California’s Bay Area is known for its history, its nature, and its booming high-tech industry. These factors are enough to bring in any number of travelers hoping to sneak a peek at the luxurious California lifestyle, but moreover, these culturally rich areas attract celebrities and business people to come and stay—such as the likes of Mark Zuckerberg and Michelle Pfeiffer. An area so rich in wealth is quick to become an area rich in those determined to give back to their communities. Among those, is Laura Arrilliga-Andreessen.
Philanthropy in her Blood
Laura Arrilliga-Andreessen grew up with a knack for the business of philanthropy. A native to Palo Alto, Ms. Arrilliga-Andreessen got the giving-bug at a young age as she watched both her parents, John Arrillaga Sr. and Frances C. Arrillaga, expand their own philanthropic foundations. It was really seeing how her mother’s volunteer work influenced their community that Ms. Arrilliga-Andreessen realized the importance of philanthropy.
“It was the first time I really understood how blessed my family was with resources and how it was our responsibility to share them,” she said in an interview with Barron’s.
With the support of her family, Ms. Arrilliga-Andreessen attended Stanford University for a BA (1992) and MA (1999) in Art History, as well as an MA (1998) in Education. Along with these degrees, she holds an MBA (1997) from the Stanford Graduate School of Business.
Upon graduating, Laura Arrilliga-Andreessen took on two professionals that have remained close to her heart to this day: educating at Stanford University, and giving back. At Stanford, she has developed and taught a number of classes that centered around philanthropy and leadership. With the school, she founded Stanford PACS (Center on Philanthropy and Civil Society).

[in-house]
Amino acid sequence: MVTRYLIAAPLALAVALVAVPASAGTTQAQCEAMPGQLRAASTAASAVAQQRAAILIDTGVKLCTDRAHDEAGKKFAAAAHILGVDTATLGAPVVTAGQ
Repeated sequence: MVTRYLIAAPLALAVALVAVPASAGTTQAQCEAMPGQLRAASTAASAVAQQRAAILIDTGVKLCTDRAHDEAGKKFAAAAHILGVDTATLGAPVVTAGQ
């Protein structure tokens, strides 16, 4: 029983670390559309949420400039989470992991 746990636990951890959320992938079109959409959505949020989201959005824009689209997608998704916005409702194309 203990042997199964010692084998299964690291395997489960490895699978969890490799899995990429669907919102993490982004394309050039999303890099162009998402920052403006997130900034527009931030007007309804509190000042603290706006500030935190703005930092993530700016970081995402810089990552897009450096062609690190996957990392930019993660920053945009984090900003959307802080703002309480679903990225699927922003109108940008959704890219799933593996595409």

Her knowledge as an educator is displayed in this video, where Ms. Arrilliga-Andreessen addresses how influential the media has been on the upcoming generation of philanthropists.
In her own time, Laura Arrilliga-Andreessen has not only joined several philanthropic foundations, but founded many of them.
Passion for Giving Back
One of her most substantial projects is the Laura Arrillaga-Andreesen Foundation (LAAF). The foundation uses technology to globally educate and advance the field of philanthropy through free resources and programs mainly offered online. Ms. Arrillaga-Andreesen has pushed forward a number of initiatives designed to expand the knowledge of others. Giving 2.0: The MOOC (massive, open, online course) yields from her New York Times Bestselling novel, Giving 2.0. The novel inspires those of all ages and background to give back in any way they can. The online program takes the message of the book and puts it in an easy to digest video form.
The Giving Circles Fund is an initiative that pools the resources of “other passionate individuals to give a collective grant.” The idea was a product of her work as founder and chairman of SV2 (Silicon Valley Social Venture Fund) from 1998 to 2008.
She and her husband, Marc Andreessen, came together to found the Marc and Laura Andreessen Foundation. The foundation’s primary cause is to help build grants for other Bay Area nonprofits. They strive to “elevate the work of nonprofits” and create more access and inclusion to nonprofits who otherwise would have been overlooked.
For her work, Laura Arrillaga-Andreessen has been presented several philanthropy awards—including the Henry Crown Fellow of Aspen Institute and the Jacqueline Kennedy Award for Women Leadership. But Ms. Arrillaga-Andreessen isn’t in the business of philanthropy for the glamour of it all. All she wants in return is for her work to inspire others to give back and make a difference in this world.